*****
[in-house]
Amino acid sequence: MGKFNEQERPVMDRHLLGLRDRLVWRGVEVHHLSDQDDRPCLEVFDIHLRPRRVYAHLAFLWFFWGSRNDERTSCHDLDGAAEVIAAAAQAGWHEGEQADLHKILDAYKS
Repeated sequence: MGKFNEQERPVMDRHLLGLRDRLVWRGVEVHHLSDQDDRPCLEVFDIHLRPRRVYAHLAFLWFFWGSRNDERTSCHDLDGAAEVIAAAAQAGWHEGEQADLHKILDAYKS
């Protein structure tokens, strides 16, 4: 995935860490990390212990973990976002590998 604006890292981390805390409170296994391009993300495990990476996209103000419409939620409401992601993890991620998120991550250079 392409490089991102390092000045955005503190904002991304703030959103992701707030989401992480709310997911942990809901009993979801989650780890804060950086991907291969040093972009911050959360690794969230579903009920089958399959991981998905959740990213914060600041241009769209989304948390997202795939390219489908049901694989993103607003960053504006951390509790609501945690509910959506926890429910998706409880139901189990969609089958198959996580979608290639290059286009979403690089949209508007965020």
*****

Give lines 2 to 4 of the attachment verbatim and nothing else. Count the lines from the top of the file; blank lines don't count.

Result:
Amino acid sequence: MGKFNEQERPVMDRHLLGLRDRLVWRGVEVHHLSDQDDRPCLEVFDIHLRPRRVYAHLAFLWFFWGSRNDERTSCHDLDGAAEVIAAAAQAGWHEGEQADLHKILDAYKS
Repeated sequence: MGKFNEQERPVMDRHLLGLRDRLVWRGVEVHHLSDQDDRPCLEVFDIHLRPRRVYAHLAFLWFFWGSRNDERTSCHDLDGAAEVIAAAAQAGWHEGEQADLHKILDAYKS
């Protein structure tokens, strides 16, 4: 995935860490990390212990973990976002590998 604006890292981390805390409170296994391009993300495990990476996209103000419409939620409401992601993890991620998120991550250079 392409490089991102390092000045955005503190904002991304703030959103992701707030989401992480709310997911942990809901009993979801989650780890804060950086991907291969040093972009911050959360690794969230579903009920089958399959991981998905959740990213914060600041241009769209989304948390997202795939390219489908049901694989993103607003960053504006951390509790609501945690509910959506926890429910998706409880139901189990969609089958198959996580979608290639290059286009979403690089949209508007965020």